THEIR VIEW: A question of cruel and unusual punishment

Published on Friday, 8 March 2019 19:51
Written by The New York Times

Editorial

In a series of rulings over the past several decades interpreting the Eighth Amendment’s prohibition on cruel and unusual punishment, the Supreme Court has prohibited the execution of some of the most helpless people in the nation, including children and people with intellectual disabilities.

On Wednesday, the court spared from execution Vernon Madison, who cannot remember the circumstances surrounding his 1985 conviction in Alabama for the murder of a police officer. Mr. Madison suffered at least two severe strokes after his conviction, and his lawyers had told the justices that he had vascular dementia and attendant cognitive decline.

As Justice Elena Kagan explained in a 5-to-3 decision siding with Mr. Madison, a faulty memory alone does not trigger the protections of the Eighth Amendment, just as the diagnosis of a mental illness alone would not.

Instead, Justice Kagan wrote, what’s relevant is whether the person possesses a “rational understanding” of why the state wants to impose the ultimate punishment. (Justice Brett Kavanaugh, who hadn’t yet been confirmed when the court first heard the dispute, did not participate in Mr. Madison’s case.)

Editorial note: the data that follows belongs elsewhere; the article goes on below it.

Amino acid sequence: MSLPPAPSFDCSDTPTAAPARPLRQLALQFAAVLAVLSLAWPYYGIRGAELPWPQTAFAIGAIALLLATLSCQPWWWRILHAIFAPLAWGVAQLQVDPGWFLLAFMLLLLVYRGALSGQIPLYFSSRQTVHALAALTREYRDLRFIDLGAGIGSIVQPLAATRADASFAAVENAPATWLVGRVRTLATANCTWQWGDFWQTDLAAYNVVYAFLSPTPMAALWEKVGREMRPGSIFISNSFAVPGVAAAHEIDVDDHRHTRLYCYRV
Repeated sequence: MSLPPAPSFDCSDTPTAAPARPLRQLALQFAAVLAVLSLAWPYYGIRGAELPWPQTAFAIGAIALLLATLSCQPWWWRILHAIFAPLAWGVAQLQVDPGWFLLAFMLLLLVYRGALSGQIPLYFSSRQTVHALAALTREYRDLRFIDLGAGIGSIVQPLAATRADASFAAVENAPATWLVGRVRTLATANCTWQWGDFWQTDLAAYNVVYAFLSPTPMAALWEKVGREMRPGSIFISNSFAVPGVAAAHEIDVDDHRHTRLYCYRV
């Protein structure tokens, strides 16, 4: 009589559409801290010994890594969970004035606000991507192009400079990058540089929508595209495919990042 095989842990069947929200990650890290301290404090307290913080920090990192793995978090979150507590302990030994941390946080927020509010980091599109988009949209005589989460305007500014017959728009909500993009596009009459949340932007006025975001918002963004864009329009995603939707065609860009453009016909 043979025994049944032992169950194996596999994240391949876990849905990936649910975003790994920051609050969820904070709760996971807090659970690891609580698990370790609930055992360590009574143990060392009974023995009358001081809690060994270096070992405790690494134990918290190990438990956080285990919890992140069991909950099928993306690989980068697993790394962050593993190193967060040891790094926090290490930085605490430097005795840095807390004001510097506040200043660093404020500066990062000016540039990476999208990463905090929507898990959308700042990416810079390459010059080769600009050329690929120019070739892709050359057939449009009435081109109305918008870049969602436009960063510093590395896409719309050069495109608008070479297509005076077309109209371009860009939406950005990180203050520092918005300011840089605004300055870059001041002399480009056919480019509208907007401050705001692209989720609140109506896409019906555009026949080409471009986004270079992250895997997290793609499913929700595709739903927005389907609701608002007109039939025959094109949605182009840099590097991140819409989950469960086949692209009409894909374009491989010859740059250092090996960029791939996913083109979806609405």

In prior cases laying the foundation for this principle, the Supreme Court justices have reasoned that executing someone who can’t rationally understand his crime or punishment “simply offends humanity” and would serve no “retributive value.” Which is to say: If a man condemned to die can’t comprehend the true meaning of society’s judgment against him, what is the value of that condemnation?

“Do you have an independent recollection of the Civil War?” asked Justice Kagan in her opinion in Madison v. Alabama. “Obviously not. But you may still be able to reach a rational - indeed, a sophisticated - understanding of that conflict and its consequences.”

The justice went on: “Do you recall your first day of school? Probably not.

But if your mother told you years later that you were sent home for hitting a classmate, you would have no trouble grasping the story.”

The same goes for a person who blacks out before committing a crime: She may still come to appreciate why a prosecutor seeks to punish her.

In Mr. Madison’s case, the Supreme Court recognized that the Alabama court that weighed his mental capacities offered a cursory ruling, with “only one sentence of explanation” that didn’t take into account the “sole question” that matters: “whether he can reach a ‘rational understanding’ of why the State wants to execute him.”

The high court sent the case back to the lower courts for what Justice Kagan called a “do-over.”

The lower courts may again conclude, based on the Supreme Court’s guidance and expert medical testimony, that executing Mr. Madison doesn’t qualify as cruel and unusual.

But until then, the Supreme Court’s decision - joined by the rest of the liberal bloc and Chief Justice John Roberts Jr. - provides hope that officials may yet realize that it’s inhumane to put to death someone too impaired to remember the crime he committed or comprehend the punishment he is facing.



Posted in New Britain Herald, Editorials on Friday, 8 March 2019 19:51. Updated: Friday, 8 March 2019 19:54.